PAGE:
With destinations like Peru (2015), British Columbia 2018, and Hong Kong 2019 (where Monaco did itself credit), the World Rowing Coastal Championships are often inaccessible for many European Clubs. Positioned at the end of the rowing Calendar, the Challenge Prince Albert II is therefore the perfect European Rendezvous. It brings together the best clubs for this extraordinary competition from 17 or more countries making Monaco a major European hotspot for coastal rowing.
And in this highly competitive environment of Olympic medallists and the world’s best rowers, the Monaco Nautical Society managed to pull off wins in both the Men’s and Women’s Fours. An impressive achievement. Did you know that in 2005 Albert Grimaldi participated in this rowing championships?
Rowing has always been a passion of Prince Albert no doubt enhanced by the inspiring success of the American side of his family. Princess Grace’s father John Kelly won for the United States three Olympic Gold Medals in rowing. And his son John Kelly Junior won a bronze medal at the 1956 Olympic Games in Melbourne thirty two years later. In a tribute the pontoon of the Monaco Nautical Society is called “Ponton Kelly”.
This year the event attracted world class rowers like European lightweight champion in 2018 and Olympian in Rio in 2016, Michael Schmid (Switzerland), Mickaël Marteau (France), Algeria’s Amina Rouba (three Olympiads) and Switzerland’s Mario Gyr (Olympic champion in 2016).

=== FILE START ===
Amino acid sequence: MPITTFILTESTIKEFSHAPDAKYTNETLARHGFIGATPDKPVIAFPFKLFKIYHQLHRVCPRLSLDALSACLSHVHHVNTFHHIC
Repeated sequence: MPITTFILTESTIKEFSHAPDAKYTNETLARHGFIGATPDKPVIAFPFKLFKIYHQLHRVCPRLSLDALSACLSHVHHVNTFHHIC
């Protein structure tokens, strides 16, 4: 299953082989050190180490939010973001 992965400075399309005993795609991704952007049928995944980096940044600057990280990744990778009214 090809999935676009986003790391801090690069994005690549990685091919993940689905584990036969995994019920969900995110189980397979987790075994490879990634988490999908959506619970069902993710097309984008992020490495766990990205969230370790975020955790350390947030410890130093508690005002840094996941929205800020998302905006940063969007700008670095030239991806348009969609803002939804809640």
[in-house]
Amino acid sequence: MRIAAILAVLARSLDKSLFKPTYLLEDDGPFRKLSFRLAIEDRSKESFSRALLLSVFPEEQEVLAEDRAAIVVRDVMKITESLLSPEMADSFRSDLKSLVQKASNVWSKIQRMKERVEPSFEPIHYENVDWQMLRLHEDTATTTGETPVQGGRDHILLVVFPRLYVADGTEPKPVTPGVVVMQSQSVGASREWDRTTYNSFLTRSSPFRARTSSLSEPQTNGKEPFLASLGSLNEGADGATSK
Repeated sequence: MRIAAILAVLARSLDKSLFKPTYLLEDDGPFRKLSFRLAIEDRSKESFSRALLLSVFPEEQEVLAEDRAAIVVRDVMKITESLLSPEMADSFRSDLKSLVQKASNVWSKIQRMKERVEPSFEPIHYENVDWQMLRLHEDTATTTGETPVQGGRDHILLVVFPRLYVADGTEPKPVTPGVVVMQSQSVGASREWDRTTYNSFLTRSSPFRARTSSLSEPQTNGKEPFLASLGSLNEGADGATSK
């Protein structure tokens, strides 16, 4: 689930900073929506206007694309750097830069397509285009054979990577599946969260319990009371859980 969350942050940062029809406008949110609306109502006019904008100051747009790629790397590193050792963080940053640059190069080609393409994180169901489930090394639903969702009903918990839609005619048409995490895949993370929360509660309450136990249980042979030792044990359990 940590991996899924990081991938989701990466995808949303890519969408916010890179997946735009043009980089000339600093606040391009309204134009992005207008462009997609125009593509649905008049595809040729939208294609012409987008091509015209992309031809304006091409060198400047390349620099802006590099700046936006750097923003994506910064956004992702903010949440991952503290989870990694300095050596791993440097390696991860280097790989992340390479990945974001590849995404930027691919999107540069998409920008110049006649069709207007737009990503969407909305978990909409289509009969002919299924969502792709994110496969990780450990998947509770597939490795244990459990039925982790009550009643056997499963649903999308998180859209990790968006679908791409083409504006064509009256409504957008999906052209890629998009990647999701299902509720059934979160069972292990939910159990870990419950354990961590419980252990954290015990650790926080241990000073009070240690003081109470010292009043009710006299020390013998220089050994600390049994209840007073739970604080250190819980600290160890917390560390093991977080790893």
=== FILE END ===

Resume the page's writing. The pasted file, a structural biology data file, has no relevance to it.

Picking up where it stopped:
The Monegasque competition also known as the “First European Coastal Rowing Regatta” is an attractive magnet for up to 108 crews comprising 330 rowers divided into nine categories.
The Prize money is another innovation with the tidy sum of 27,000 euros being put into play. It is a World first. The top five crews from each category were rewarded, each rower receiving between 100 and 500 euros depending on the final position of his boat.
This prize money confers a special aura on the Albert II Challenge. Recognized by the International Federation of Rowing Societies (FISA), many international officials travelled to discover this new format which promises to make the Challenge Albert II the prime regatta of sea rowing, to become, in a way, a reference like the Henley Royal Regatta (an inspiring historical event created in 1839), and in Monaco’s case it augurs to be the most inspiring event raced at sea.
Coverage of the event was enhanced by the use of modern technology with four cameras including a drone following the battle off the Principality recording Monaco Nautical Society’s triumphant wins in both the Men’s and Women’s Fours. Congratulations to Monaco’s rowers.